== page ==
Left of the Dial

Day Eleven of #Fortnight of Flash, where I will write fourteen different flash pieces, some fiction, some non-fiction, a few poems and one tweet.


There is a place, I return to, in dreams, mostly,  it has a microphone, the best my voice ever sounded was through that microphone. I’d tune down the EQ on my vocals, so I’d have more baritone in my register. So I’d sound more manly I guess. Too much nervous energy can be a nightmare behind the microphone, but there was something in me trying to hard that was sort of endearing.

College radio was something I always wanted to do, from the first time I ever heard it. As a high school teenager, I was absolutely desperate and foaming at the mouth to hear anything besides what the radio was playing. There was something so cool about College Radio to me then. That you could be yourself and still be on the air, that you could have an audience, no matter how weird you sounded, that whatever filter that was applied to professional media was waived, for how long no one knew, so it was time to grab hold of this gift before the loophole was closed.

My first tryout tape was pretty embarrassing  but it was enough to pass the test, and I guessed I played all the station IDs at the right time, and was trying enough to put on a good show. So over the four and a half years I was on the air, I got to be pretty good, established a loyal following, even got the coveted 3-6 drive time slot. And throughout that time I  managed to put just enough of my true self out there, my passion for music, my heart-on-my-sleeve ethos I tend to bring to anything I genuinely care about.And just like teaching high school, I had no idea just how much of an impact I was making until the end . It was December of the last year I was there when dozens of people who’d been listening to me for years, without my knowledge all said they’d miss me very much.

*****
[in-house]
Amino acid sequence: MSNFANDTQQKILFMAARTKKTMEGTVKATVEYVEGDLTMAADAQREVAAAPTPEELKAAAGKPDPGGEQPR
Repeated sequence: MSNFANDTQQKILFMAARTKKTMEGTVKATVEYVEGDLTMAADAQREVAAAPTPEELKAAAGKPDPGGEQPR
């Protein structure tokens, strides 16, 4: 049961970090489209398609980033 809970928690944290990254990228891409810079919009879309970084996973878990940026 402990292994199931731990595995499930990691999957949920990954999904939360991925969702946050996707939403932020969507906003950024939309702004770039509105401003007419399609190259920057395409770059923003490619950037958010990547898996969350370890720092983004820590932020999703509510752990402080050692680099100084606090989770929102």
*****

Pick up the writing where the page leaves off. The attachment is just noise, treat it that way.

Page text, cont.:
There, in that time, the early 1990s that place, South Carolina, with all the political hoopla, the confederate flag, all that heritage and hate, I never felt it, not once by any of my listener callers. We were in a little bubble, too weird for most people, but for just the right amount of strange person, we were exactly what the doctor ordered.

It was the place I went when I had no place else to go. I was a comedian on the sly, haunting the comedy club for an opening slot, just a place to let my voice out, to talk to someone when my mind just could not take being alone one second longer. And there was always someone listening, even at 3:45AM, even at 4:45AM, someone would call, and even the slighest request, no matter what sort of dilapidated,drug-induced state they were in, it was, in some sad, strange way company, and who was I to judge anyone?  What was I doing but wanting someone to talk to? I just happened to choose the venue I always wanted,  I played music and talked to  thousands of people, with one voice.

That last show, there’s a song I’m sure I played, by the Replacements, that sort of sums up all the reasons why I love college radio.

And if I don’t see you again, for a long, long while. I’ll try to find you, left of the dial.


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